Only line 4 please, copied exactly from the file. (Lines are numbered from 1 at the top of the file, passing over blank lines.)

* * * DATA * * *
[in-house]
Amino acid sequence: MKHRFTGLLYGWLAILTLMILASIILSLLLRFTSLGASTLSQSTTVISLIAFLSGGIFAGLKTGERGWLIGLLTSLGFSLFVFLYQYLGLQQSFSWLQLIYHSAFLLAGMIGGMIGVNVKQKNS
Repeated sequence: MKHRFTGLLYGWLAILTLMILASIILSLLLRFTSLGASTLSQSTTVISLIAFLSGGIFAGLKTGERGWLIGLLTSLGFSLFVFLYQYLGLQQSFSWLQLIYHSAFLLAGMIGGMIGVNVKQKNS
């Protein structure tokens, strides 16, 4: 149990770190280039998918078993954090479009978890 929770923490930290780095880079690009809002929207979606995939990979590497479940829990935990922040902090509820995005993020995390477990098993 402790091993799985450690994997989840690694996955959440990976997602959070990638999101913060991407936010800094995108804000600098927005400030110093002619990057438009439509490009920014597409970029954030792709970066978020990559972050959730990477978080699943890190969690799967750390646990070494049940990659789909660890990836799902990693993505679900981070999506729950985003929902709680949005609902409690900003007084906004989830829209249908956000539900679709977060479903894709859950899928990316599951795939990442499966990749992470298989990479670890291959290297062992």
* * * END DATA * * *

């Protein structure tokens, strides 16, 4: 149990770190280039998918078993954090479009978890 929770923490930290780095880079690009809002929207979606995939990979590497479940829990935990922040902090509820995005993020995390477990098993 402790091993799985450690994997989840690694996955959440990976997602959070990638999101913060991407936010800094995108804000600098927005400030110093002619990057438009439509490009920014597409970029954030792709970066978020990559972050959730990477978080699943890190969690799967750390646990070494049940990659789909660890990836799902990693993505679900981070999506729950985003929902709680949005609902409690900003007084906004989830829209249908956000539900679709977060479903894709859950899928990316599951795939990442499966990749992470298989990479670890291959290297062992």